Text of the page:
By Tim Gorrell, Executive Director, Ohio Tuition Trust Authority
December 7, 2021
The first few years of parenthood go by in a flash. As you settle in with your family, take some time to figure out how you’d like to support your child’s future higher education. It’s best to start saving as early as possible. However, it can be overwhelming to find funds to set aside now for your young child’s future college costs. Here are some ideas on how to build a financial down payment for your baby’s future.
Did you know that you can establish a 529 college savings plan for your child before they’re even born? It’s simple. Every 529 account has an account owner, usually a parent, and the beneficiary, usually the child. To be named as the beneficiary, your child must have a Social Security number. To contribute to your child’s future college plans before they even arrive, you can open a 529 plan and name yourself as the owner and beneficiary. Once you have your baby’s Social Security number, you can easily change the beneficiary to your newborn.
Baby showers: Ask for the gift of college
There will be many showers to celebrate the impending arrival for your baby. There are also many items you will need for your child. However, why not ask for the gift of college at these celebrations? Loved ones want to give presents that have significance and what gift can last longer than a college education or technical training? A 529 gift contribution lasts a lifetime.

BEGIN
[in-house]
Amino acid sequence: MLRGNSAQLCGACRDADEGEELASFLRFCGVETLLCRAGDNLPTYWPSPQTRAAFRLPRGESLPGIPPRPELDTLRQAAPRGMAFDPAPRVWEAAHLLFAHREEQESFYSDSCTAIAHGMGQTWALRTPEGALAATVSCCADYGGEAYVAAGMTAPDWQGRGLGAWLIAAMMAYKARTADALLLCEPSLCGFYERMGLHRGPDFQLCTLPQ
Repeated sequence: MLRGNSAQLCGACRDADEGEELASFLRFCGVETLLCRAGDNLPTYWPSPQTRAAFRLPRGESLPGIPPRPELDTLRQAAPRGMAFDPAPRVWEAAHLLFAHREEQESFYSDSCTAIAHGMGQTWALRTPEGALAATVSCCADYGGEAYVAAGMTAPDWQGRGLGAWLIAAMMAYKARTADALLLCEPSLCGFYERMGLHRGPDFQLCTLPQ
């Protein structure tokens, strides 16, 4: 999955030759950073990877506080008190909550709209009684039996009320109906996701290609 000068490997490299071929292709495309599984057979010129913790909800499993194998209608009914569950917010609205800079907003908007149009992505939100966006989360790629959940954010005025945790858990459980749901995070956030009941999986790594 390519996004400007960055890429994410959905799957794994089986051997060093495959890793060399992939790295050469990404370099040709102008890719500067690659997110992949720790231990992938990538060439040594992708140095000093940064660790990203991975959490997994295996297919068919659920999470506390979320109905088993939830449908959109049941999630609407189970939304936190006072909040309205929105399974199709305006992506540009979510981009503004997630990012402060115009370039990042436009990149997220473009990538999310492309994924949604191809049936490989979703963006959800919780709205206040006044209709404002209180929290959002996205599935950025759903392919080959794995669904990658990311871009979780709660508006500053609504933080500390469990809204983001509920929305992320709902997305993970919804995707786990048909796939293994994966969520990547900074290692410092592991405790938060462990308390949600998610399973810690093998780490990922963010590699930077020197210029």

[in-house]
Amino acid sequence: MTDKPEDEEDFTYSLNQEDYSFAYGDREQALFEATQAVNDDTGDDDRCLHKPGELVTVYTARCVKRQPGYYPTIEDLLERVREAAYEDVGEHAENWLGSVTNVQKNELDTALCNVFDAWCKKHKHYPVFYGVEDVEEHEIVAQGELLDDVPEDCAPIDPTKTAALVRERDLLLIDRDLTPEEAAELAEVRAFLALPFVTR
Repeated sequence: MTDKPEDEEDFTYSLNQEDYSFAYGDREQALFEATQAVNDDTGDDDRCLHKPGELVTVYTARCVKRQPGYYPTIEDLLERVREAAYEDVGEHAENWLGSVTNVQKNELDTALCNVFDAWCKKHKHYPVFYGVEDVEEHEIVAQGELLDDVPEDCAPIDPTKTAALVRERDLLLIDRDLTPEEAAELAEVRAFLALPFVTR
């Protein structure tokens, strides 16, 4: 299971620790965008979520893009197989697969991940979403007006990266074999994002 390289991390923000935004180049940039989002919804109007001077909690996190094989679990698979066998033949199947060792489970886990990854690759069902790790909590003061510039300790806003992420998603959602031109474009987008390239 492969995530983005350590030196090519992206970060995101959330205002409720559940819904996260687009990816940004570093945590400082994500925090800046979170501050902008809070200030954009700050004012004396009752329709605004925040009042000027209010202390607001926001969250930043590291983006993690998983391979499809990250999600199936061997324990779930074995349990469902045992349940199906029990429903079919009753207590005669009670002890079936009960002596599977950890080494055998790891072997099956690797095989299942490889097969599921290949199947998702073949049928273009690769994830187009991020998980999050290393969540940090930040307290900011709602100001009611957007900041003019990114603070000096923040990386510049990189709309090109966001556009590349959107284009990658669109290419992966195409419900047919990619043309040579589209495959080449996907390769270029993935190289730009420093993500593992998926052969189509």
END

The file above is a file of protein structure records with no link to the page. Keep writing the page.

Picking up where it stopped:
Ask others for 529 contributions
Family and friends will want to give meaningful gifts for this and other important milestones in your child’s life. You can invite them to contribute to your child’s 529 college savings account instead of giving traditional gifts for graduations, birthdays, holidays, achievements, and other special occasions.
Necessary nesting needs for your newborn
Car seats. Diapers. Cribs. Diapers. Baby bouncers. Diapers. Baby clothes. Diapers. Bottles. Diapers. Baby shampoo. Diapers. Oh so many diapers. The list goes on and on. When you are starting to buy all the needed items for your baby, shop with a free loyalty program like Upromise, which offers its members cash back for their purchases from a wide variety of businesses. By linking your Upromise account to your 529 college savings plan, you can roll over these rebates to build up your 529 account balance.
Disappearing expenses become 529 contributions
Once your child no longer needs diapers, you can add the dollars saved from that expense into your child’s 529 account. Disappearing expenses are those costs that are in your budget for a limited time span. Once you no longer need the disappearing expense, you can turn those dollars into regular contributions to your 529 account.
One of the reasons to start a 529 college savings fund as early as possible is to take full advantage of the power of compound interest. Compound interest is interest gained on contributions, earnings, and interest already accumulated in the 529 account. It’s one of the most dynamic tools to grow a 529 plan. The longer a college savings plan has time to develop, the longer compound interest can add the 529 account. Also, one of the tax benefits of investing in a 529 plan is tax-free earnings so every dollar of investment growth is yours to use, tax-free. Use this calculator from U.S. Securities and Exchange Commission to see how compound interest can build up your college savings account.
To learn more about tax-free 529 college savings plans, including what programs are available in your state, visit www.collegesavings.org/529-planning-tools/.
About the author:
Tim Gorrell is the executive director of Ohio Tuition Trust Authority. For over 30 years, Ohio Tuition Trust Authority has sponsored and administered Ohio’s 529 College Savings Program, CollegeAdvantage. Ohio’s 529 Plan oversees more than 670,000 accounts and over $15.93 billion in assets as of Sept. 30, 2021. Visit CollegeAdvantage.com or call 1-800-AFFORD-IT (233-6734) for more information.